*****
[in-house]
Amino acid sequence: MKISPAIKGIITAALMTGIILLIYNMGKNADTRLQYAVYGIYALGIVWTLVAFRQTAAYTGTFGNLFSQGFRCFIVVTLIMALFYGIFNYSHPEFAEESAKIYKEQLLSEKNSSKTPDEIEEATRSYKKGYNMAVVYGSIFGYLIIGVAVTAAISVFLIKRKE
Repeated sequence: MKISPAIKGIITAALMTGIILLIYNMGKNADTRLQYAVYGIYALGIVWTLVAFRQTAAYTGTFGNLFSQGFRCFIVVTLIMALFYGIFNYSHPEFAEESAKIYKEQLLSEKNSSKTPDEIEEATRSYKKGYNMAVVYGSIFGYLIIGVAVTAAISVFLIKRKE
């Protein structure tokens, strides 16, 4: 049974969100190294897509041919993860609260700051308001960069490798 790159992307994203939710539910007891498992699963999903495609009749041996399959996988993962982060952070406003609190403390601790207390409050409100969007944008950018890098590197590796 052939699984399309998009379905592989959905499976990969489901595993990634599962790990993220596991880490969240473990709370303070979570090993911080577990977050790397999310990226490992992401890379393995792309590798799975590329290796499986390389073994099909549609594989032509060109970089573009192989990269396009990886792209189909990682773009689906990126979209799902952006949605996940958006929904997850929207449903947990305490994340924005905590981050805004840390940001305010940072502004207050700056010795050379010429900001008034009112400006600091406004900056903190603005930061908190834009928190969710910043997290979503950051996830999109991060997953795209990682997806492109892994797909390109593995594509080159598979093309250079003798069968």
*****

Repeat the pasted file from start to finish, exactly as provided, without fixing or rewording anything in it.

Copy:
[in-house]
Amino acid sequence: MKISPAIKGIITAALMTGIILLIYNMGKNADTRLQYAVYGIYALGIVWTLVAFRQTAAYTGTFGNLFSQGFRCFIVVTLIMALFYGIFNYSHPEFAEESAKIYKEQLLSEKNSSKTPDEIEEATRSYKKGYNMAVVYGSIFGYLIIGVAVTAAISVFLIKRKE
Repeated sequence: MKISPAIKGIITAALMTGIILLIYNMGKNADTRLQYAVYGIYALGIVWTLVAFRQTAAYTGTFGNLFSQGFRCFIVVTLIMALFYGIFNYSHPEFAEESAKIYKEQLLSEKNSSKTPDEIEEATRSYKKGYNMAVVYGSIFGYLIIGVAVTAAISVFLIKRKE
């Protein structure tokens, strides 16, 4: 049974969100190294897509041919993860609260700051308001960069490798 790159992307994203939710539910007891498992699963999903495609009749041996399959996988993962982060952070406003609190403390601790207390409050409100969007944008950018890098590197590796 052939699984399309998009379905592989959905499976990969489901595993990634599962790990993220596991880490969240473990709370303070979570090993911080577990977050790397999310990226490992992401890379393995792309590798799975590329290796499986390389073994099909549609594989032509060109970089573009192989990269396009990886792209189909990682773009689906990126979209799902952006949605996940958006929904997850929207449903947990305490994340924005905590981050805004840390940001305010940072502004207050700056010795050379010429900001008034009112400006600091406004900056903190603005930061908190834009928190969710910043997290979503950051996830999109991060997953795209990682997806492109892994797909390109593995594509080159598979093309250079003798069968």